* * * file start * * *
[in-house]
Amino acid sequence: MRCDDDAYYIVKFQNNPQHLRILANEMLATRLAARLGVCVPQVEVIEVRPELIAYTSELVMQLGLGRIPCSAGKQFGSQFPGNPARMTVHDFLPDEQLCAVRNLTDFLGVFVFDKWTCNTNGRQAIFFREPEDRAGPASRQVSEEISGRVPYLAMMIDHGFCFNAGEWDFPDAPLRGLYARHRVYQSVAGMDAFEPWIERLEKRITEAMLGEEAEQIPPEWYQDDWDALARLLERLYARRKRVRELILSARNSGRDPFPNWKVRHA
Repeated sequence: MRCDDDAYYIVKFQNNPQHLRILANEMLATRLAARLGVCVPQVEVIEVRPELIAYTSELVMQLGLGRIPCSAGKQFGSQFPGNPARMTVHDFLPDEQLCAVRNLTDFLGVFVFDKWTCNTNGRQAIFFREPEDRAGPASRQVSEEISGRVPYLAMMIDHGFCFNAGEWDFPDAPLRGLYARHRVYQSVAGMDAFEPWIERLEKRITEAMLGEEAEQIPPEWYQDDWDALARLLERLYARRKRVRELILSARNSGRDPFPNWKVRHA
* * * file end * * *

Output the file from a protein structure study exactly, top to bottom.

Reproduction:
[in-house]
Amino acid sequence: MRCDDDAYYIVKFQNNPQHLRILANEMLATRLAARLGVCVPQVEVIEVRPELIAYTSELVMQLGLGRIPCSAGKQFGSQFPGNPARMTVHDFLPDEQLCAVRNLTDFLGVFVFDKWTCNTNGRQAIFFREPEDRAGPASRQVSEEISGRVPYLAMMIDHGFCFNAGEWDFPDAPLRGLYARHRVYQSVAGMDAFEPWIERLEKRITEAMLGEEAEQIPPEWYQDDWDALARLLERLYARRKRVRELILSARNSGRDPFPNWKVRHA
Repeated sequence: MRCDDDAYYIVKFQNNPQHLRILANEMLATRLAARLGVCVPQVEVIEVRPELIAYTSELVMQLGLGRIPCSAGKQFGSQFPGNPARMTVHDFLPDEQLCAVRNLTDFLGVFVFDKWTCNTNGRQAIFFREPEDRAGPASRQVSEEISGRVPYLAMMIDHGFCFNAGEWDFPDAPLRGLYARHRVYQSVAGMDAFEPWIERLEKRITEAMLGEEAEQIPPEWYQDDWDALARLLERLYARRKRVRELILSARNSGRDPFPNWKVRHA